FAIRFAX COUNTY, Va. (WUSA)--Here's a story that may really touch a nerve-especially if you're annoyed by people who text and drive.
Fairfax County teenager Kyle Rowley was killed by a man sending and receiving messages on his cell phone in 2011, while he was driving, yet he received NO punishment. None. But the tragedy has led to the creation of a new law that's now pending in Virginia.
"I'll never be as happy as I was. Ever again," said Carl Rowley, Kyle's father.
In a matter of seconds, Kyle Rowley went from being a 19 year-old college student with so much to live for, to an abrupt and violent death.
"It's really tough," said Kyle's 15 year-old sister, Lexia.
"You don't come back from something like this," added Carl. "Losing a son is the worst thing."
Driving home from his summer job in 2011, Kyle's car ran out of gas. He turned on his hazards and tried to push it off the road.
Cell phone records revealed that a driver right behind him sent and received multiple text messages right up until the crash. He plowed into Kyle, killing him instantly.
"He wasn't drinking anything. But he did not apply the brakes. Or swerve. He just plowed right into him without any defensive actions at all," said Carl.
The Rowleys' nightmare was about to get worse.
"It was just unbelievable to learn that it was a secondary offense and it was a $25 fine. It was just a pathetic miscarriage of justice," said Meryl Rowley, Kyle's mother.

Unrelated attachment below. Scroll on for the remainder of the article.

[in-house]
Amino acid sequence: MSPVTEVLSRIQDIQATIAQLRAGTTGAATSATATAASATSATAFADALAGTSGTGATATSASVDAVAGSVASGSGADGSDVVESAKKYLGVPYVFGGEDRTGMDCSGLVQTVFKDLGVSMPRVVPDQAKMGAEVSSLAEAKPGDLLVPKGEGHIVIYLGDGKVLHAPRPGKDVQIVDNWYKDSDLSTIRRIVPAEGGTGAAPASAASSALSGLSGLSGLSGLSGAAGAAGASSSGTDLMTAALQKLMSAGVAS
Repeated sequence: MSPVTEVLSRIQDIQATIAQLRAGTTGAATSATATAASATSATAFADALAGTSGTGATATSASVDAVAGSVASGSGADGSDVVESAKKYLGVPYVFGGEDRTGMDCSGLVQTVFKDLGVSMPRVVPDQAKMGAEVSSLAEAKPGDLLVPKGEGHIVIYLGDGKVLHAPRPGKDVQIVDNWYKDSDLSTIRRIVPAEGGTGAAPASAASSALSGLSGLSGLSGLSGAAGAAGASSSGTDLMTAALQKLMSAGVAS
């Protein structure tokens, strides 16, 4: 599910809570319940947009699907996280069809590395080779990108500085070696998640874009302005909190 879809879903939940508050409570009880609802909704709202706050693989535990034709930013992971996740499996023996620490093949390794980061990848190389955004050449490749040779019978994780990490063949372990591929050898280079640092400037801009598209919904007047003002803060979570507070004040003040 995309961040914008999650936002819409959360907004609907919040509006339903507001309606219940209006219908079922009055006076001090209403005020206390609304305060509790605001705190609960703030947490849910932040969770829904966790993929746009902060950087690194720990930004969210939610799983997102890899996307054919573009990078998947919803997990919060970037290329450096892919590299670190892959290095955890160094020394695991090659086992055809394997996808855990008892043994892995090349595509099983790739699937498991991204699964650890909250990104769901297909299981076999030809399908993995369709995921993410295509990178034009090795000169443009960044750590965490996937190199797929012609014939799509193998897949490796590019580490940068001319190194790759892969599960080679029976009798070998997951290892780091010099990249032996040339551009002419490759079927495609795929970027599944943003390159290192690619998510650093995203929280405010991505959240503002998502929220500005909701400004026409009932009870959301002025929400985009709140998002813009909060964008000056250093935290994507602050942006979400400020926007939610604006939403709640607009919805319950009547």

As a secondary offense in Virginia, police can only charge drivers who are texting if they've pulled them over for something else. Texting while driving is already a primary offense in Maryland and DC. One study found that drivers who text are 23 times more likely to be involved in a crash.
"I was floored. I couldn't believe it. We talked to so may people who said if you lived in New York, this would have been murder. You hit somebody, you kill somebody. End of story," said Meryl.
The driver was injured in the crash and said he didn't remember anything. Now, the Virginia General Assembly has passed a pending new law which makes texting and driving a primary offense-with a mandatory fine of $250. But it won't bring back Kyle, whose little sister is left without a sibling.
"That's hard when people ask if you have siblings because I never really know what to say," said Lexia.
So next time you reach for your phone while you're driving, think of Kyle... and the text message that can wait.
"Right after Kyle died, I was so angry. If you looked to your left, you looked to your right, you're gonna see somebody texting. I even saw somebody with their whole ipad on their lap," said Meryl.
"He was just a good brother. He was funny, and really nice to me and stuff. And I miss that," said Lexia.
"As time goes on, I feel more sad for him. Not being able to live his full life," said Carl.
The Rowleys see this law as a step in the right direction. The family would like to see even tougher penalties, including jail time.
Only four states in this country consider texting while driving a secondary offense, including Virginia. For a breakdown of the laws by state, check out:
Written by Andrea McCarren, WUSA 9